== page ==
The record reunites Beck's most enduring set of players, the same unit that recorded "Sea Change," "Mutations" and "Midnite Vultures" - Meldal-Johnsen, guitarist Smokey Hormel, keyboard player Roger Joseph Manning Jr. and drummer Joey Waronker. Also featured is the work of bassist Stanley Clarke, guitarist Jason Falkner and harpist Stephanie Bennett.
Beck had been waiting to work on the music that became "Morning Phase" for years but was sidelined by other endeavors and pressing concerns: family, a back injury and a series of music projects that proved that the half-decade between albums wasn't time wasted but spent maintaining a creative groove while healing and easing into a more settled life.
In that period, he recorded and released online a series of cover albums ("The Velvet Underground and Nico," Skip Spence's "Oar," among others), three 12-inch records, a collection of Philip Glass remixes that he curated and contributed to. He produced career-best solo albums by Thurston Moore, Stephen Malkmus & the Jicks and Charlotte Gainsbourg and, most impressive, composed "Song Reader," a series of new compositions released in conjunction with McSweeney's and published as a gorgeously designed package of sheet music.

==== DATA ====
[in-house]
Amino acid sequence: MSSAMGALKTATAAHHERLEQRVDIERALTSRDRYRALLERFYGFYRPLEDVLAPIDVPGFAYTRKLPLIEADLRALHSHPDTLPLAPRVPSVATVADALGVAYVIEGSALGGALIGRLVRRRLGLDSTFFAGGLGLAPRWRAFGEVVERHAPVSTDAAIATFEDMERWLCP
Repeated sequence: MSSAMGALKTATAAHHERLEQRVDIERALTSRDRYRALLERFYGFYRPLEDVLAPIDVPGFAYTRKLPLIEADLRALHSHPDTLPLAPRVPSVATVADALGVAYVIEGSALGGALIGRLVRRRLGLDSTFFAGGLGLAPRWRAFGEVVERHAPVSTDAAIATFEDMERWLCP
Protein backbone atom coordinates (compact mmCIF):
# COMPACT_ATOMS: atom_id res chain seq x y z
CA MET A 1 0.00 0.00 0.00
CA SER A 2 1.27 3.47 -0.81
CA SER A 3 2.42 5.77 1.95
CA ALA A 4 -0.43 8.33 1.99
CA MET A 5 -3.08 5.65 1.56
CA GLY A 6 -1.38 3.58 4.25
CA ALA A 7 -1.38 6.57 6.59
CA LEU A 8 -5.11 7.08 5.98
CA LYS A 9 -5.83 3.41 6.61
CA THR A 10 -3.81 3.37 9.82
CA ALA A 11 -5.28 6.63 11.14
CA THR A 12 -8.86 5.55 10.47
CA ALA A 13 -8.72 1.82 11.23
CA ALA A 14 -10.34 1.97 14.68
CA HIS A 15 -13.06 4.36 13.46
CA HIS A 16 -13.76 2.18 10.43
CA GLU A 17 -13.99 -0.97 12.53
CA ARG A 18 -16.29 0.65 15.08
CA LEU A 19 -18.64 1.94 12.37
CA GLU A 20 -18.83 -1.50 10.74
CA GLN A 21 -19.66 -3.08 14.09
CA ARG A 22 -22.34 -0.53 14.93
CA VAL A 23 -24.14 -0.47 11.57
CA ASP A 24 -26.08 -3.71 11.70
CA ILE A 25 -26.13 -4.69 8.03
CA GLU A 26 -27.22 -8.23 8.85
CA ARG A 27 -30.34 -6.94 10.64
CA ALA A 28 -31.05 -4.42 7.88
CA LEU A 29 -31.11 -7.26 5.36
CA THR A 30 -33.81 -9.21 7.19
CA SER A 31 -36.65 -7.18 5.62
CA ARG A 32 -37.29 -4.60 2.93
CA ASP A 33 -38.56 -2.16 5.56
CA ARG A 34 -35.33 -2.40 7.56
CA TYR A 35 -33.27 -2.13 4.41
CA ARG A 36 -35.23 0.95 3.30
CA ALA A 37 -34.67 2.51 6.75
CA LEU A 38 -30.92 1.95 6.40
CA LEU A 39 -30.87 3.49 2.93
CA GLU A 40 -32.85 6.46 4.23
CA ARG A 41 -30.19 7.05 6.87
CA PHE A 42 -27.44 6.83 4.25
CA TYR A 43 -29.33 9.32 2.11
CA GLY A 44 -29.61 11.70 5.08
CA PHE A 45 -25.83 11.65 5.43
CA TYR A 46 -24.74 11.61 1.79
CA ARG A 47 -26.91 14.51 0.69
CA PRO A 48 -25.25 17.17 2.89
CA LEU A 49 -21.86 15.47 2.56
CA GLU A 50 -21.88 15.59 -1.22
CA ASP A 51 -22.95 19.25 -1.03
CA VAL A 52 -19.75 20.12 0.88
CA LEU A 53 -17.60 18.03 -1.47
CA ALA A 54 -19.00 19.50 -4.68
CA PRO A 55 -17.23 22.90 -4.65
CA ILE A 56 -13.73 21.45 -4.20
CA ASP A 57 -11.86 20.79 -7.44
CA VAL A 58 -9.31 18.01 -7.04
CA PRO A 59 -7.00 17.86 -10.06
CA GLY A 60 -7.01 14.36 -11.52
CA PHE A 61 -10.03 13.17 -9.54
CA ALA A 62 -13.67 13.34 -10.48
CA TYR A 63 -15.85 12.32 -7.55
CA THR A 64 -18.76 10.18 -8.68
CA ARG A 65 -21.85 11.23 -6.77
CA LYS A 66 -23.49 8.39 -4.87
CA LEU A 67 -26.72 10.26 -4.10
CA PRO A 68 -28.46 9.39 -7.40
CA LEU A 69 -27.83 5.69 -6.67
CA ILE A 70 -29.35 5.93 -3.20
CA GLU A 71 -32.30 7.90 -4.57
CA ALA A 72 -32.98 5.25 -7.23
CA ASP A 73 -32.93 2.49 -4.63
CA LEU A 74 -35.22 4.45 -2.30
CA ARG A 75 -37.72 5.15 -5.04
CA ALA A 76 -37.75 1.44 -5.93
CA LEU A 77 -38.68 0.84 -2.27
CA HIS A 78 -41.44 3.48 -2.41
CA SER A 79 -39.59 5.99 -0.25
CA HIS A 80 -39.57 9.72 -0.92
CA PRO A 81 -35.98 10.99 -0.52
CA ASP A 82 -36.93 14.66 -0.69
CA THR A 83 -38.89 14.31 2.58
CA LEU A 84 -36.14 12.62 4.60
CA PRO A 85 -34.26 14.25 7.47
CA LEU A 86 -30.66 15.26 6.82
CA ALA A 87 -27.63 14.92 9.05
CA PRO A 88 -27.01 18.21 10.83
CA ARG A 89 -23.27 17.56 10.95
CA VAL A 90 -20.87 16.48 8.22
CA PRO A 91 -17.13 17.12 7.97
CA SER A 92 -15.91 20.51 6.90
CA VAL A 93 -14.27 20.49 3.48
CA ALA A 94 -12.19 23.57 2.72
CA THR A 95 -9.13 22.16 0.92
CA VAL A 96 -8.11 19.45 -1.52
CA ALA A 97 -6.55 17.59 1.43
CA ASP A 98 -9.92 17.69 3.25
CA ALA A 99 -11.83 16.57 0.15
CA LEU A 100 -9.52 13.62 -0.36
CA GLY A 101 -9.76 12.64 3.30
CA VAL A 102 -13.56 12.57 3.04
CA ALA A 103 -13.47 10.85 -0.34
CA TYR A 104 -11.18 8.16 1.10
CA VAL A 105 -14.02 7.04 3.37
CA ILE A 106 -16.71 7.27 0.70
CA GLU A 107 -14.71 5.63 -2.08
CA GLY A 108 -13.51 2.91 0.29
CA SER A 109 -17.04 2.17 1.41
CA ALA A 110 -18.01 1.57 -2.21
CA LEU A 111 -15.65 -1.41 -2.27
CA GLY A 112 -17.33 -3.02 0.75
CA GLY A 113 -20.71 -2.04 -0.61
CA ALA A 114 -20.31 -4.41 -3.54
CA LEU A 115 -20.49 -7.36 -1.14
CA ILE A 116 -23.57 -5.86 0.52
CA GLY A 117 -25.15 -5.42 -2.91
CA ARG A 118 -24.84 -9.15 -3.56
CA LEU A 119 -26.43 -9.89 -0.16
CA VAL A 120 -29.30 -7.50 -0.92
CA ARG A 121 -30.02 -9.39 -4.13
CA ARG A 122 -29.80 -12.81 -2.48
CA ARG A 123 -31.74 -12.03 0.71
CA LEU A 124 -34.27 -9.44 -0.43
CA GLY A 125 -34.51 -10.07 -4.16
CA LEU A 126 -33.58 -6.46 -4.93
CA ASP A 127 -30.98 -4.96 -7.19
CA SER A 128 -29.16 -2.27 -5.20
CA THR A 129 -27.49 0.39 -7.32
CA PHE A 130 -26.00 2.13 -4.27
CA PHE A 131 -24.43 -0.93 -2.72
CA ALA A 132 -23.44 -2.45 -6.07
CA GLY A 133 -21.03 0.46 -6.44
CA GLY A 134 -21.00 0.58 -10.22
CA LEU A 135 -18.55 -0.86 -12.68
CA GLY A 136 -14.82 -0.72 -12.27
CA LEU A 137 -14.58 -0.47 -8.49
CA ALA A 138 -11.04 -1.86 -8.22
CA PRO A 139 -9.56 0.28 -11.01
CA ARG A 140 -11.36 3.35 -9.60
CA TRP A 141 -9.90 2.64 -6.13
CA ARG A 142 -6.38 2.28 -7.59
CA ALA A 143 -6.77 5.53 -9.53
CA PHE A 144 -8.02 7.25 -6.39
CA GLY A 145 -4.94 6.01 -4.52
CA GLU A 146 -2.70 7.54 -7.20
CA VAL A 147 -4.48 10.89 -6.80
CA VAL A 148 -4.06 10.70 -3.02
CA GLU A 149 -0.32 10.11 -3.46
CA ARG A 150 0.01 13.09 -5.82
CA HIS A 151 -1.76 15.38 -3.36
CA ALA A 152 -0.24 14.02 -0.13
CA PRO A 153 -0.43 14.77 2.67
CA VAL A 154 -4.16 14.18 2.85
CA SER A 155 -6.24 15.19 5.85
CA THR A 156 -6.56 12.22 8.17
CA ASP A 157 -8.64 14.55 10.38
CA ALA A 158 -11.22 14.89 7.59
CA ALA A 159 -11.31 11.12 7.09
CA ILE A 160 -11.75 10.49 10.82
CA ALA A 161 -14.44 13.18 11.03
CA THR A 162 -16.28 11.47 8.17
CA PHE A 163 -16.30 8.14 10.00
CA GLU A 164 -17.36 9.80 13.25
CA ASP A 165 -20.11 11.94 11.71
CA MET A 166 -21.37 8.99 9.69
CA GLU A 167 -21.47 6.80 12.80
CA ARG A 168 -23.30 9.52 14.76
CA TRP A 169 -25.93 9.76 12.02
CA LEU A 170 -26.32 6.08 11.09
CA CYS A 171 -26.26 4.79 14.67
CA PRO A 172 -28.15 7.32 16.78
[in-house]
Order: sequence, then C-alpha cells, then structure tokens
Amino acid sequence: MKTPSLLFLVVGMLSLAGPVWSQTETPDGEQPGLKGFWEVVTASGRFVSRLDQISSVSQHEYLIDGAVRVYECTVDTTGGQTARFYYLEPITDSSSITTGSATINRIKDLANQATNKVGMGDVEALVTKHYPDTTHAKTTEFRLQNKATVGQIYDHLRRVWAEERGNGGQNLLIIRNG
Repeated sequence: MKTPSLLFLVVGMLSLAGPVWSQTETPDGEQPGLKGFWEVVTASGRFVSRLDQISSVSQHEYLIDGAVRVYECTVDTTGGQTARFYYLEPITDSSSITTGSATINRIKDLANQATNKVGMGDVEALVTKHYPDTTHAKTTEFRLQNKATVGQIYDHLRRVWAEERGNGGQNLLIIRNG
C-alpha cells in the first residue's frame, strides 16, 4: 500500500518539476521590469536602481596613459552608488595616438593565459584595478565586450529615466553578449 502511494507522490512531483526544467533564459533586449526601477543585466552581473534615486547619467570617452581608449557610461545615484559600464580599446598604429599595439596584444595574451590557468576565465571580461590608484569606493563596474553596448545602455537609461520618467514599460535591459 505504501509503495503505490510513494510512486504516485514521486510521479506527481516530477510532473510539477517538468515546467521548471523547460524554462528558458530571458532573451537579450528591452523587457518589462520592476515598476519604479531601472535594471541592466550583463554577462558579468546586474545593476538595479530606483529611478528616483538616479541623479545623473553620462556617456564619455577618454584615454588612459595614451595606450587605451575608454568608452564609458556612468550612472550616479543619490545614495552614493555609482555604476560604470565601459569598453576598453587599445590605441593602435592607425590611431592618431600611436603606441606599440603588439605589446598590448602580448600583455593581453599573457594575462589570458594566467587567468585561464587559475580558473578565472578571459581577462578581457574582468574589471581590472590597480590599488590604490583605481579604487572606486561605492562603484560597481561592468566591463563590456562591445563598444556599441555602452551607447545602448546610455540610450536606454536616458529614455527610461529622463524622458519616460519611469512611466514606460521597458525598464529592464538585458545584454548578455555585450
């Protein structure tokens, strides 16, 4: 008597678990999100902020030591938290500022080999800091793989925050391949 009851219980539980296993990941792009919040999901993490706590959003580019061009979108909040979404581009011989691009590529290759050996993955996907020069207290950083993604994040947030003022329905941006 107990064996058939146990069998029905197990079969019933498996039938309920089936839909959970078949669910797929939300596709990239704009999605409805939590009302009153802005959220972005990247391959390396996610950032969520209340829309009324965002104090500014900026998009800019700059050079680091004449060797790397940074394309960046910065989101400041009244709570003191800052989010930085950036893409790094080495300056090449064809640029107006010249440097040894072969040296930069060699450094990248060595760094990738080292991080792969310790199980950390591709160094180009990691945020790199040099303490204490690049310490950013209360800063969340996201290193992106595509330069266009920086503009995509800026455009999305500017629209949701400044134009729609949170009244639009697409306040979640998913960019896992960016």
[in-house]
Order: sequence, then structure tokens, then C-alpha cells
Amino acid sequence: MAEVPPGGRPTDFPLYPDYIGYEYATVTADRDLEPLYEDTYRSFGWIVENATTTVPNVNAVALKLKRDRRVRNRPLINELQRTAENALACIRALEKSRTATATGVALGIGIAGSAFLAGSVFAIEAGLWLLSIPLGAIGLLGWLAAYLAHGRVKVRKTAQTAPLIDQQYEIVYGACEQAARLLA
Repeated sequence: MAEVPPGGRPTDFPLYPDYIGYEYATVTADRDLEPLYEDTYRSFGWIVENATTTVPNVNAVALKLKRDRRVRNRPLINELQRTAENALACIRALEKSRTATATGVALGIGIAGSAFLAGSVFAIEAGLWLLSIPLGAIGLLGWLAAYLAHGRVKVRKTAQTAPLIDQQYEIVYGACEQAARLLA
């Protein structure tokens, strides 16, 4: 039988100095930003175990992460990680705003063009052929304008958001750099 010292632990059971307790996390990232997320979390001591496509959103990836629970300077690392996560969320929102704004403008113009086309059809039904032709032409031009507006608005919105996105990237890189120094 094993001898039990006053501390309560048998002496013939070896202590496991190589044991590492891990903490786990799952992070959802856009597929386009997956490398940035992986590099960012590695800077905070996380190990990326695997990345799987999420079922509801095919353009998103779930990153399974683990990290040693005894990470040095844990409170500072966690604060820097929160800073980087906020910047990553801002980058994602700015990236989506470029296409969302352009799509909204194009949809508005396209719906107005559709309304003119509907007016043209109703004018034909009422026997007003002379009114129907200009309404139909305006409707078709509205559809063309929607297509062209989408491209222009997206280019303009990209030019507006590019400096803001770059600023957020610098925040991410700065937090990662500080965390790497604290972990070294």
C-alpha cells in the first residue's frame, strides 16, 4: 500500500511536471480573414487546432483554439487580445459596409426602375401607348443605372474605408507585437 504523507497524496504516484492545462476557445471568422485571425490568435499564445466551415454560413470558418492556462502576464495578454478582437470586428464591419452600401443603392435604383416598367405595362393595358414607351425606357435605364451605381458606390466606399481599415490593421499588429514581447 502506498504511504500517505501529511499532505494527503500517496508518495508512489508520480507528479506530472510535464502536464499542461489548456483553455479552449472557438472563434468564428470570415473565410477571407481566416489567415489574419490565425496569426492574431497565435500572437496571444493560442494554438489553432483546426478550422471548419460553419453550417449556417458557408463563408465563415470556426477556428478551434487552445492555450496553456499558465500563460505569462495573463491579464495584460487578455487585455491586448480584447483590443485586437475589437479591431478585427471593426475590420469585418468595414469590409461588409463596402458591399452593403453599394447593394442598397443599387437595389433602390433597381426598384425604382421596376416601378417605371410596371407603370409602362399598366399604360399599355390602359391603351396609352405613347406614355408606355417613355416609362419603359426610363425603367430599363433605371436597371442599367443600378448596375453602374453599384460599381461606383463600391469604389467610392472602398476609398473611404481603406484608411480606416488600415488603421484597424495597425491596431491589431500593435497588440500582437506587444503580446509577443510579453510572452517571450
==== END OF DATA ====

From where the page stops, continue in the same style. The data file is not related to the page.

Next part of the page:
Last fall, Beck and collaborators celebrated "Song Reader" at Walt Disney Concert Hall in a variety-show-style format featuring, among others, Jarvis Cocker, John C. Reilly and friends, Jack Black, Anne Hathaway and Jenny Lewis, Childish Gambino and Merry Clayton. With his father conducting the L.A. Phil, the evening had the feel of a christening, that the former "Loser" of Los Angeles had arrived to become a laureate.
"Those nights were really, for me, the payoff for the whole project - which I wasn't anticipating," he says. "When I was making the book it was about making the book, but I realized later that making the book was an excuse to make these shows happen."